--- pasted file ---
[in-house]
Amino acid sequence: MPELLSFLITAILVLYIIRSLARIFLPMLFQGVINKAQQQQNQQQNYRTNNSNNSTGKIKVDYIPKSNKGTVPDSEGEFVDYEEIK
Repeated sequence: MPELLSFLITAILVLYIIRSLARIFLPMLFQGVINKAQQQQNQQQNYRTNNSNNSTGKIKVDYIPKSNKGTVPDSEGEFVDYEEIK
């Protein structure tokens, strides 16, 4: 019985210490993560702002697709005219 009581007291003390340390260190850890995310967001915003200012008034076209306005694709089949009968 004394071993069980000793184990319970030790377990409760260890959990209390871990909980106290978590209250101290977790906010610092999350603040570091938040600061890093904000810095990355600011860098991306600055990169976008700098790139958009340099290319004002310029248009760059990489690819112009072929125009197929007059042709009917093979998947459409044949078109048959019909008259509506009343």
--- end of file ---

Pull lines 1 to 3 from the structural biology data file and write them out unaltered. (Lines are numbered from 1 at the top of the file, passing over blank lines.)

[in-house]
Amino acid sequence: MPELLSFLITAILVLYIIRSLARIFLPMLFQGVINKAQQQQNQQQNYRTNNSNNSTGKIKVDYIPKSNKGTVPDSEGEFVDYEEIK
Repeated sequence: MPELLSFLITAILVLYIIRSLARIFLPMLFQGVINKAQQQQNQQQNYRTNNSNNSTGKIKVDYIPKSNKGTVPDSEGEFVDYEEIK